Sie sind auf Seite 1von 11

Pharm Res (2012) 29:983993

DOI 10.1007/s11095-011-0638-8

RESEARCH PAPER

Detecting a Secreted Gastric Cancer Biomarker Molecule


by Targeted Nanoparticles for Real-Time Diagnostics
Elena Khazanov & Eylon Yavin & Amit Pascal & Aviram Nissan & Yvonne Kohl & Meike Reimann-Zawadzki & Abraham Rubinstein

Received: 21 October 2011 / Accepted: 21 November 2011 / Published online: 10 December 2011
# Springer Science+Business Media, LLC 2011

ABSTRACT
Purpose A real time detection of gastric cancer-associated
biomarker molecules in the lumen of the stomach could assist
in early detection of this multi-step malignancy.
Methods Employing 1-antitrypsin precursor (A1AT) as a
secreted biomarker model, a platform with immunoassay
capabilities, comprising sensing and detecting compartments was
developed. It was made of a microarray-type functionalized glass,
containing a high density of amine groups. Trypsin, the capturing
moiety, was immobilized to the glass surface with the aid of a
PEG-based spacer mixture, identified as being crucial for both
capturing and detecting properties. The detecting compartment
contained near infrared fluorescently labeled nanoparticles conjugated to A1AT-specific antibodies, aimed at generating an optical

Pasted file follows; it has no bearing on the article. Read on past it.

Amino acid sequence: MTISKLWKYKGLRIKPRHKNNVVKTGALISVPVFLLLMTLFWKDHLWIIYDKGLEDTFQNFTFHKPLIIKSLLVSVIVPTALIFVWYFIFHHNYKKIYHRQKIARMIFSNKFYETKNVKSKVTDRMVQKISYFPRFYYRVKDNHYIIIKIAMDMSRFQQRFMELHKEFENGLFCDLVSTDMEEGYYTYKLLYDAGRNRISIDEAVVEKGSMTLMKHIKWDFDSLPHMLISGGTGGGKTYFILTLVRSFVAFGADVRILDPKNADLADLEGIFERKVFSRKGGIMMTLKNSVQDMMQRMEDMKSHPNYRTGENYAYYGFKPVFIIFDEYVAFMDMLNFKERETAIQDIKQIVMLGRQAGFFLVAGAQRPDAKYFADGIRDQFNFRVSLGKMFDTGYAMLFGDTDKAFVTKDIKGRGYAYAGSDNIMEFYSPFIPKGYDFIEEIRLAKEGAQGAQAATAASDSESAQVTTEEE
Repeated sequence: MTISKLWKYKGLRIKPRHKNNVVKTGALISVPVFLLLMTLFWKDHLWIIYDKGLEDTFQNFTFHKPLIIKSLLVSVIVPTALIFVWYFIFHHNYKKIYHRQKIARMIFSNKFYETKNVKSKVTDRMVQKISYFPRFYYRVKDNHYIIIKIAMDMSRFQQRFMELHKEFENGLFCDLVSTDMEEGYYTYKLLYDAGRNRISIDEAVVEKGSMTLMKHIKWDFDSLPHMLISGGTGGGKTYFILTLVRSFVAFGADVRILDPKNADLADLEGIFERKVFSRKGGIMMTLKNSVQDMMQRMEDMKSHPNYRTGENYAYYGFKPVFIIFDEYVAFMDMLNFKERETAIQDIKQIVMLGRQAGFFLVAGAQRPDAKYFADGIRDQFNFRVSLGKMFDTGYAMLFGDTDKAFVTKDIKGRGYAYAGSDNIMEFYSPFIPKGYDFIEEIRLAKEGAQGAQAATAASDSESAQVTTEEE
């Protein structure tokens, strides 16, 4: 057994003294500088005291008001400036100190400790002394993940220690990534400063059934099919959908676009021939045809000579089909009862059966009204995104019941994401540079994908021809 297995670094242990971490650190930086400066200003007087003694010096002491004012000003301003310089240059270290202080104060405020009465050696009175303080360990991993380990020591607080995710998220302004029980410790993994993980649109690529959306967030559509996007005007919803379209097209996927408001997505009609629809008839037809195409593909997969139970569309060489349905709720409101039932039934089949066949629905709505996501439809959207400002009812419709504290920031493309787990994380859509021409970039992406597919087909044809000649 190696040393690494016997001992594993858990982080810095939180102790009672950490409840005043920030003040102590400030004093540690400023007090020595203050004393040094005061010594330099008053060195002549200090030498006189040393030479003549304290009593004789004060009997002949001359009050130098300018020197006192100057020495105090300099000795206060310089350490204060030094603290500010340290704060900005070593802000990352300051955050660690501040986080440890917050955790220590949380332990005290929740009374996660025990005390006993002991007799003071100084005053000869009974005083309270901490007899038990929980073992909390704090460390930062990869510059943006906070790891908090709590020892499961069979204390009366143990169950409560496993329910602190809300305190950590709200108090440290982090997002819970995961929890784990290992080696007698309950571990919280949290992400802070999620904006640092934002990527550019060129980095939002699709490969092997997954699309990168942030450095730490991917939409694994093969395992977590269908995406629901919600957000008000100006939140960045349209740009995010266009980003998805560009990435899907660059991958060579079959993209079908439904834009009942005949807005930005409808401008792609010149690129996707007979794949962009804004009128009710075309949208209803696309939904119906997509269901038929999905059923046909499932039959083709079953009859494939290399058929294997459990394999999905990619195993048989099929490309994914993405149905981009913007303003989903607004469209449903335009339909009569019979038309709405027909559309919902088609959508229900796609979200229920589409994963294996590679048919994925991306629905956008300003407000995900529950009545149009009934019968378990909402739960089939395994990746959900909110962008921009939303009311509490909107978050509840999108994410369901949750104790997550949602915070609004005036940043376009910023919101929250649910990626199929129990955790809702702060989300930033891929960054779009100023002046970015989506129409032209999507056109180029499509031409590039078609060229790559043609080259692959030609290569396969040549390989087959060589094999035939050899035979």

signal, detectable by a conventional endoscope or a video capsule.
Results The specific recognition reaction between the captured
A1AT and the immuno-nanoparticles generated a profound
fluorescence with a signal to noise ratio (SNR) of 1232, in a
biomarker-concentration dependent manner. Moreover, the
optical recognition signal was intense enough to be detected by
a video capsule simulator (with optical detection capabilities of a
video capsule) with a SNR of 620.
Conclusions This platform could serve as a real time diagnostic
kit for early detection of a secreted biomarker of gastric cancer.

KEY WORDS fluorescent immuno-nanoparticles . gastric


cancer . human 1-antitrypsin-precursor . non-invasive imaging .
protein immobilization

E. Khazanov : E. Yavin : A. Rubinstein (*)


Faculty of Medicine, the School of Pharmacy Institute
for Drug Research, The Hebrew University of Jerusalem
P.O.Box 12065, Jerusalem 91120, Israel
e-mail: avrir@ekmd.huji.ac.il

Y. Kohl : M. Reimann-Zawadzki
Fraunhofer-Institut ft Biomedizinische Technik
St. Ingbert 66386, Germany

A. Pascal
Given Imaging
P.O.Box 258, Yoqneam 20692, Israel
A. Nissan
Surgical Oncology Laboratory, Department of Surgery
Hadassah-Hebrew University Medical Center
Mount Scopus, P.O.Box 24035, Jerusalem 91240, Israel

ABBREVIATIONS
A1AT
human 1-antitrypsin precursor
Ab
antibody